The asteroid belt lies between the orbits of Mars and Jupiter. In it there are hundreds of thousands of objects of sizes varying from specks of dust to planetoids several hundred kilometres wide. Vesta and Pallas, of a diameter of about 500 kilometres, are the largest members of the group. Ceres, at 950 kilometres, is in a class apart: since 2006 the International Astronomical Union has classified it in the family of dwarf planets because of its spherical shape.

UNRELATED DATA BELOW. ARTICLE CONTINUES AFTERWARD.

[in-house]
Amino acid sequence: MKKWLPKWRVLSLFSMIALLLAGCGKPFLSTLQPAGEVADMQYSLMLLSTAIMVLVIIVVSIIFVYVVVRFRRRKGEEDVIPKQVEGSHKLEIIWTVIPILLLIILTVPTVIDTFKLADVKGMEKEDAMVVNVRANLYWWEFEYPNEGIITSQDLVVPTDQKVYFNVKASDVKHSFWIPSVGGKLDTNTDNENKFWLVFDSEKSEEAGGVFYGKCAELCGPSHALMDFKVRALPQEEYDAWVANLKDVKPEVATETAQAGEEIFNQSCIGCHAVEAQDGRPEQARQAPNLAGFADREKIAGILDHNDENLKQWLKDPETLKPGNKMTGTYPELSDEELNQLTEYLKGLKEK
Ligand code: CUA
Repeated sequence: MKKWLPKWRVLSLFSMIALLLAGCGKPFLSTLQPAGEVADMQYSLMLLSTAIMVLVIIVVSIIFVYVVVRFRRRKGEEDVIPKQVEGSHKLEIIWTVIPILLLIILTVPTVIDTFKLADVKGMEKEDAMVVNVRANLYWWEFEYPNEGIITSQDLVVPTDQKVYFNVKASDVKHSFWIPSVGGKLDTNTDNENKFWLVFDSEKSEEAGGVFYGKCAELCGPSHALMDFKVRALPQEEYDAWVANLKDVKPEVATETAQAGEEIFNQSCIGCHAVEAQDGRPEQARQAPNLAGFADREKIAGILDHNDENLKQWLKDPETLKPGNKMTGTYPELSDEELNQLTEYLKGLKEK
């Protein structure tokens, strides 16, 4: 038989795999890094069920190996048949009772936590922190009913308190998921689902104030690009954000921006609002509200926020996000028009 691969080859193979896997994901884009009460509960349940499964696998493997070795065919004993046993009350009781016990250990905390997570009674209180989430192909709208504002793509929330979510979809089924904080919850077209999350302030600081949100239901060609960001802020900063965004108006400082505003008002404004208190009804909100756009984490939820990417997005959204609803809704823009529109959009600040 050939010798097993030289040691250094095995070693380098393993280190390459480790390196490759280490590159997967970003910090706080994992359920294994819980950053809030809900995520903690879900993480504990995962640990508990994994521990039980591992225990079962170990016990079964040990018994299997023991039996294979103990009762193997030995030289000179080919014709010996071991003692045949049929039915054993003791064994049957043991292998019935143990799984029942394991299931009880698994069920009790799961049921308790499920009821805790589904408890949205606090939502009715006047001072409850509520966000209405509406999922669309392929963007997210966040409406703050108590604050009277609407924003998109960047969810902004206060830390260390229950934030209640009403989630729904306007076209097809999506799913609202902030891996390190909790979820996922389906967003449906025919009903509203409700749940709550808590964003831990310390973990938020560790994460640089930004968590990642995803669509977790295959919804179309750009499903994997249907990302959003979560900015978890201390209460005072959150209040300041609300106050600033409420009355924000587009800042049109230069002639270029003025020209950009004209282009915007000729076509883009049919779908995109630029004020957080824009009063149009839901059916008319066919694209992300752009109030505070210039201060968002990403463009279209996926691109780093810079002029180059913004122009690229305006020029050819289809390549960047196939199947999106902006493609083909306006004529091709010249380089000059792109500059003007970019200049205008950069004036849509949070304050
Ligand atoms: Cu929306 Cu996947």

The asteroid belt is a relic of the primitive solar system. Whereas planets were formed by accretion, the region between Mars and Jupiter underwent the effects of orbital resonance produced by the giant gas planet which limited the accretion phenomena: the acceleration of the planetesimals produced many collisions and these disruptions prevented the formation of a planet in this orbit.
The dust produced by the collisions between asteroids is spiralling slowly towards the Sun, creating the zodiacal light.
There are three main families in the asteroid belt: carbon-rich asteroids (type C), silicate-rich asteroids (type S) and metal-rich asteroids (type M).
The asteroid belt between Mars and Jupiter. Credits DR.